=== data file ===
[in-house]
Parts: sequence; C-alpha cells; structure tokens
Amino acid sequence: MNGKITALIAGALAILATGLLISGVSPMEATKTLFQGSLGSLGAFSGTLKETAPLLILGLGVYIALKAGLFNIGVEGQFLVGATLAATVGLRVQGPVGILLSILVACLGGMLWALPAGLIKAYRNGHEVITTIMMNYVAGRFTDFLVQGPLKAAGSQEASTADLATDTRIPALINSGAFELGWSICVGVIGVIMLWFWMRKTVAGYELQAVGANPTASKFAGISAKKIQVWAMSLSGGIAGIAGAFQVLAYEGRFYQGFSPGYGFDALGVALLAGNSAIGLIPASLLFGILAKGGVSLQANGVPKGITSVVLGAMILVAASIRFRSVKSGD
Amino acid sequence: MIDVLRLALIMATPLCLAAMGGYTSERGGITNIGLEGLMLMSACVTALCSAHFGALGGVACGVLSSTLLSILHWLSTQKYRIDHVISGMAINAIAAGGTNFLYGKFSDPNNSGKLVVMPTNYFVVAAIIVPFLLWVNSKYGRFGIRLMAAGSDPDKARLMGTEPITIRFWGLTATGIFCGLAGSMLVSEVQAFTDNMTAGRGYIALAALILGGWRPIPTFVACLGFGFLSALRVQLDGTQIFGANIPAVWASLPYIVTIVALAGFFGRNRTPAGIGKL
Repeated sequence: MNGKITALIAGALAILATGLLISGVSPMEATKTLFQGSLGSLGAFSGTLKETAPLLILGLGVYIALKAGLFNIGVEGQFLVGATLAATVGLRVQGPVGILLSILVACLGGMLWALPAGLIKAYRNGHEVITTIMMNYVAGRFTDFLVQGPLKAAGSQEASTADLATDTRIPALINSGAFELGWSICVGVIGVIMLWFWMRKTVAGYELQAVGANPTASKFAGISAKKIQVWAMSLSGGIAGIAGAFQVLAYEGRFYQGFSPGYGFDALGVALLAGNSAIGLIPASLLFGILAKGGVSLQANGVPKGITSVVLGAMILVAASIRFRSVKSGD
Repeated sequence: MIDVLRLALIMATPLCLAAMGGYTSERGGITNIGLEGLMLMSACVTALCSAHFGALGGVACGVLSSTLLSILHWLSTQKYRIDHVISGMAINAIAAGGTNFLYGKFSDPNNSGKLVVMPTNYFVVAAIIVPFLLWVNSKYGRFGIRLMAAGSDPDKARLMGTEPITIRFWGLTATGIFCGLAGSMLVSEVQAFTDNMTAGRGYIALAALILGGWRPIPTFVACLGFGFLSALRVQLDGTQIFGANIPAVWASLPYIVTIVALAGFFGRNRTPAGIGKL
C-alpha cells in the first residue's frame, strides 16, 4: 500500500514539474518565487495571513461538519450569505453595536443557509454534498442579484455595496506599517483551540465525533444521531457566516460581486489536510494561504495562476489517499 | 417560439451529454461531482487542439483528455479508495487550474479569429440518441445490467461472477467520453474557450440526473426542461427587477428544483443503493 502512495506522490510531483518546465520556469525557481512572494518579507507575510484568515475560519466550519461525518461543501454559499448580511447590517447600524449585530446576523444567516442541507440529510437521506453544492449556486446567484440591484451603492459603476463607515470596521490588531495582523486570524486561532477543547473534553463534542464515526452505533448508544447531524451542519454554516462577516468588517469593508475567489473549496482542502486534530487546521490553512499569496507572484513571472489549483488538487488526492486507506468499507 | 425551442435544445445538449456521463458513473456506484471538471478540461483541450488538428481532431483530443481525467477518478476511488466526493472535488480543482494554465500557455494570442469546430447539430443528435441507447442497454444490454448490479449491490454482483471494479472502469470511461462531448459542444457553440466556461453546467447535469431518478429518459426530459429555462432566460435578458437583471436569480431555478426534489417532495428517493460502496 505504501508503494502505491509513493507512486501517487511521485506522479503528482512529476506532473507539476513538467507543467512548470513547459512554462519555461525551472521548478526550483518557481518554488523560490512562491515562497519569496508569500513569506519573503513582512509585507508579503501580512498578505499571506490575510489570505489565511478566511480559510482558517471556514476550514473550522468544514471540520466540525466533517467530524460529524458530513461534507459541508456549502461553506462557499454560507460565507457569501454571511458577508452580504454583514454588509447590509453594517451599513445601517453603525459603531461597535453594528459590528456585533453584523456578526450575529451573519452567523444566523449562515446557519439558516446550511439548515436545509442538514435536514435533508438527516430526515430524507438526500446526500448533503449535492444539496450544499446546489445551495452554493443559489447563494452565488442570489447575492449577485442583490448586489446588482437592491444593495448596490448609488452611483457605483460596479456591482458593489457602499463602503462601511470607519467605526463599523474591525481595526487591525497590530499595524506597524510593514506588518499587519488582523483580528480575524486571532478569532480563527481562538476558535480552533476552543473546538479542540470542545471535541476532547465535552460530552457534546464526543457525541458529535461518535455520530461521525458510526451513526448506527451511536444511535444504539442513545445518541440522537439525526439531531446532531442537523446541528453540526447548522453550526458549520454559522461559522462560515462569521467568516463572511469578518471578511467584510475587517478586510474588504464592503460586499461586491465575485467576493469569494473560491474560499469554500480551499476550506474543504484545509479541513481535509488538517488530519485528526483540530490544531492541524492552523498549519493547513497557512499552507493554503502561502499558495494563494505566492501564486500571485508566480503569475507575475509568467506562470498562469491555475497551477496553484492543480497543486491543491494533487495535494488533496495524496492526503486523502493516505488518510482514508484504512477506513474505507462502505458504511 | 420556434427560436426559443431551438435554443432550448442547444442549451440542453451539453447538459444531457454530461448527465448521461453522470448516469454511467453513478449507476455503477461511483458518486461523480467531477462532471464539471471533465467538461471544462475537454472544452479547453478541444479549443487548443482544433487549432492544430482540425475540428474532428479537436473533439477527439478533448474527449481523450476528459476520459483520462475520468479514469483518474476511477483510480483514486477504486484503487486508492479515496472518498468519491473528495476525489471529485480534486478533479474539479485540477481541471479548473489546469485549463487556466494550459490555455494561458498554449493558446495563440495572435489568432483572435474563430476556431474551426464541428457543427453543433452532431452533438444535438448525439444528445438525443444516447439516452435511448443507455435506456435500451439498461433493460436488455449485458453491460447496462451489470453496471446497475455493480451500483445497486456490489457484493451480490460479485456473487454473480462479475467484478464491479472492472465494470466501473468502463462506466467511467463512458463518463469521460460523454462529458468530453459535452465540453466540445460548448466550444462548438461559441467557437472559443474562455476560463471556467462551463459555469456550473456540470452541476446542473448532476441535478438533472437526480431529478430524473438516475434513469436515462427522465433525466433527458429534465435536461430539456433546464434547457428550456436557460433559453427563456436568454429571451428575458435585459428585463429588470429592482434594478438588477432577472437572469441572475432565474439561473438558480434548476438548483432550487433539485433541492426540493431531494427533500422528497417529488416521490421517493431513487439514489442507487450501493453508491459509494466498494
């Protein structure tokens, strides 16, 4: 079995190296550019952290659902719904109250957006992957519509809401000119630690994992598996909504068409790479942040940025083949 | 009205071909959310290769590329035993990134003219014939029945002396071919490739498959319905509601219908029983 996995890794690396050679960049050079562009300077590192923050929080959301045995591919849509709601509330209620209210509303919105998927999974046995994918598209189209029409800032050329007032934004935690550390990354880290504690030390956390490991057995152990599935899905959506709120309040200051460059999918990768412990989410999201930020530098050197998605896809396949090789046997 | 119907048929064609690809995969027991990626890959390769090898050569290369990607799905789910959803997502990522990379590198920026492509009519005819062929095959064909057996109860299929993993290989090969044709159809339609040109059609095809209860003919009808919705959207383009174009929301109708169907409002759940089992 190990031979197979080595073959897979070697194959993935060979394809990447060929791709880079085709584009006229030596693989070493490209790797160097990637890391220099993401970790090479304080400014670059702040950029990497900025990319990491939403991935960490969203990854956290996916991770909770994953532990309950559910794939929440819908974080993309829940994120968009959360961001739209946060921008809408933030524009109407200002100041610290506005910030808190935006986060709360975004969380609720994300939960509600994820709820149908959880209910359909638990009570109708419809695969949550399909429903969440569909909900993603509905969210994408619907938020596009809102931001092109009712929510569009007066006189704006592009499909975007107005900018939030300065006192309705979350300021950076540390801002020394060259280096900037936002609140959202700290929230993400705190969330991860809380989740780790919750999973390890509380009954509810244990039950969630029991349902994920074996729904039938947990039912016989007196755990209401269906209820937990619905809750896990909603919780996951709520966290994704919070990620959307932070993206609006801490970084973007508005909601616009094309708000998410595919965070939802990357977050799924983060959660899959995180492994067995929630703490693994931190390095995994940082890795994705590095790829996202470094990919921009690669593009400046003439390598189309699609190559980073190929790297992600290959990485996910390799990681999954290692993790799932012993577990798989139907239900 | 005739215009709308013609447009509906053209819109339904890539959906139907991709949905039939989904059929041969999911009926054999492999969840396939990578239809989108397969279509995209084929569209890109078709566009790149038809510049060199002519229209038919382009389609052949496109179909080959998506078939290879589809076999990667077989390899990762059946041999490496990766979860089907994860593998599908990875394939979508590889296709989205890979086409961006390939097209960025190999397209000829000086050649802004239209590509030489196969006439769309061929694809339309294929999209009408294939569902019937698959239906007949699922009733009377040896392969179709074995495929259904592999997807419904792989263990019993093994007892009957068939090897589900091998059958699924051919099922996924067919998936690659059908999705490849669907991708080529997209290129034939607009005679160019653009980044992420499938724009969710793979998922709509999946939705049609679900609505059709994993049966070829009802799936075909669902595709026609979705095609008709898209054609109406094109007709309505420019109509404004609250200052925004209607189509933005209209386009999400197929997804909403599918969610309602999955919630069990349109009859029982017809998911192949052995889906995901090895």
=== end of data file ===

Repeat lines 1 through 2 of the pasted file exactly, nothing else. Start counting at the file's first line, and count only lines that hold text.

[in-house]
Parts: sequence; C-alpha cells; structure tokens